Next Hallloween you guys will be far enough into the middle of nowhere to give them the option my daughter chose. Backyard bonfire costume party! They get to dress up and have fun with their friends and you get to feed everybody bacon. And, while I would never suggest a totally candy-free halloween, there are lots of things you can make yourself to avoid the worst of the dyes and preservatives that saturate commercial varieties. Caramel apples and pumpkin pie > skittles.

    Great idea.

  9. Kyle says:

    Are you not embarrassed over the “Kettle Brand Potato Chip” advertisement in the top left corner of your website?

    Being so passionate about healthy eating, one would assume you’d forbid such ads from appearing on your site. Whatever pays though, right?

    We have spots reserved for Google and have no control over what they put there. They do make some strange choices.

  10. Jenna says:

    I did an experiment this year. I put both candy and toys (silly bands, stretchy frogs, spider and bat rings, halloween pencils and erasers, etc) in the trick or treat bowl. The toys were much more popular than the candy! Especially the silly band bracelets. Next year I am planning on throwing some stickers and temporary tattoos in as well. My dentist says she gives away play dough (not sure if it is homemade or store bought). However, I was appalled when I was buying halloween loot and found the section labeled ‘candy alternatives’–they had bags of chips. *Sigh*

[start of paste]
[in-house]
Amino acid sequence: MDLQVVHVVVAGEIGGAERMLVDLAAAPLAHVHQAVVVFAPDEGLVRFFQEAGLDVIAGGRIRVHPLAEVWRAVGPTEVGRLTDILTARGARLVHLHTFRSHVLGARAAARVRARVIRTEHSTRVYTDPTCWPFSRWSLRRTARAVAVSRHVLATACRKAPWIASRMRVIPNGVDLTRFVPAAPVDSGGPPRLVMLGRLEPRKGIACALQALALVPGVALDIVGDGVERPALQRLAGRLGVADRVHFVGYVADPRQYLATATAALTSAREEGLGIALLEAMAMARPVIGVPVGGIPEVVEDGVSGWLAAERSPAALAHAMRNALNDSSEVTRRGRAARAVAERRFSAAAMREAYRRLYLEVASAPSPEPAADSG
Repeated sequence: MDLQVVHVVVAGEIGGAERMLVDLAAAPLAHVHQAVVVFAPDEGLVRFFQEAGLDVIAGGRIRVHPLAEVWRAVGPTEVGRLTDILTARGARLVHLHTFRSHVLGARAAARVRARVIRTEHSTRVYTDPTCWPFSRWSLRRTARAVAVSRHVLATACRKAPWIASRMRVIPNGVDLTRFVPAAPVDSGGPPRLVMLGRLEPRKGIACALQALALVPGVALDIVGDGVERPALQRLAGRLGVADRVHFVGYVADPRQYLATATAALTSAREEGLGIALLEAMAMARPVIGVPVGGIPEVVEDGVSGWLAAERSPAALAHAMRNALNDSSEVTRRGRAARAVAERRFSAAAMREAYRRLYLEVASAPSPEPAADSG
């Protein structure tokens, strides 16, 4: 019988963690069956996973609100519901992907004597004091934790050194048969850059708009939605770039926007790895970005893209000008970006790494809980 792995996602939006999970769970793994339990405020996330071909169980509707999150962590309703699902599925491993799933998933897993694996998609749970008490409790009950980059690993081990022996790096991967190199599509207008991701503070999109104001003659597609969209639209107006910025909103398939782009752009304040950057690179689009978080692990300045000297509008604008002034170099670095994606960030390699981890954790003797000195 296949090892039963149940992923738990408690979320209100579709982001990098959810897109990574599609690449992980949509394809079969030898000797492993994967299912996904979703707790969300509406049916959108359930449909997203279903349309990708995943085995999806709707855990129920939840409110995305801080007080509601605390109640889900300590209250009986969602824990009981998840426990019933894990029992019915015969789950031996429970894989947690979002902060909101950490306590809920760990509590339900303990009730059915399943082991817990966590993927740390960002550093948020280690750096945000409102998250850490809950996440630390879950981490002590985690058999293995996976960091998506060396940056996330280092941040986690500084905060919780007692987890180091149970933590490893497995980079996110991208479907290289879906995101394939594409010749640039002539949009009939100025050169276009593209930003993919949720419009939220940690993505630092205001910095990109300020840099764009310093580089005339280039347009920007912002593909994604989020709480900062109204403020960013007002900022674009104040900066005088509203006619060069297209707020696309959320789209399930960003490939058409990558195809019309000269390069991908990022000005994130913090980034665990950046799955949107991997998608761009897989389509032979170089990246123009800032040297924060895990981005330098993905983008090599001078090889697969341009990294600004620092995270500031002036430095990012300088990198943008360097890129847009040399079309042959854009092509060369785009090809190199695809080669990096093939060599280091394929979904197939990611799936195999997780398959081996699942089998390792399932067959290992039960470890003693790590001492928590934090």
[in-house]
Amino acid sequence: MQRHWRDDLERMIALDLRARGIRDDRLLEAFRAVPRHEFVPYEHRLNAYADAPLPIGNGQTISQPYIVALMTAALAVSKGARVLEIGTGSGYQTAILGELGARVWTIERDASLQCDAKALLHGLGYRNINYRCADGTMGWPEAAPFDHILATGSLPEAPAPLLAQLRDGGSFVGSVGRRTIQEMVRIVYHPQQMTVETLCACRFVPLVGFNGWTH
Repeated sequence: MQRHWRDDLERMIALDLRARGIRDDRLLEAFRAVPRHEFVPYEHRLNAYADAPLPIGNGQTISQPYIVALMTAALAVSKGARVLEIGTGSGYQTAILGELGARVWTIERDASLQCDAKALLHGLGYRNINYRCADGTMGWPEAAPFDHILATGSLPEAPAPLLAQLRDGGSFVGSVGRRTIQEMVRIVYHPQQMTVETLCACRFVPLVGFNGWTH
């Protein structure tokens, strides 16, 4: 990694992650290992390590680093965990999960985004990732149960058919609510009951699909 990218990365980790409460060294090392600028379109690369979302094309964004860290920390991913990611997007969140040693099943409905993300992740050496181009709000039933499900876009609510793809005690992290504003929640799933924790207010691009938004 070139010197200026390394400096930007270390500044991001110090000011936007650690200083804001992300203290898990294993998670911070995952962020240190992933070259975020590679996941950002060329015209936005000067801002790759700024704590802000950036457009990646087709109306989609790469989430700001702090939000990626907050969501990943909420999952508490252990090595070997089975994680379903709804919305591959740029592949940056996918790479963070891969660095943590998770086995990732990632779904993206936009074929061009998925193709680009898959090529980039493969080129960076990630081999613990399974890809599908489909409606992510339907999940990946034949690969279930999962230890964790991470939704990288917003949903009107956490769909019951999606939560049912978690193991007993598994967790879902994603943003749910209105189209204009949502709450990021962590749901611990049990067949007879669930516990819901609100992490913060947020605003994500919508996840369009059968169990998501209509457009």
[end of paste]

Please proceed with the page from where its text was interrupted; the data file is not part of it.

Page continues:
If the kids were grabbing the toys instead of the candy, that’s good news. I may try that next year.

  11. Bradlee C. says:

    Sounds like a great plan. I discussed it with the wife and we were in quick agreement that’s the way we’ll go this year as well. We’ve previously gone with the giant bowl of “forbidden fruit” that usual lingers and eventually mixes with Christmas, Valentine’s Day and Easter candy…only to be thrown out by May.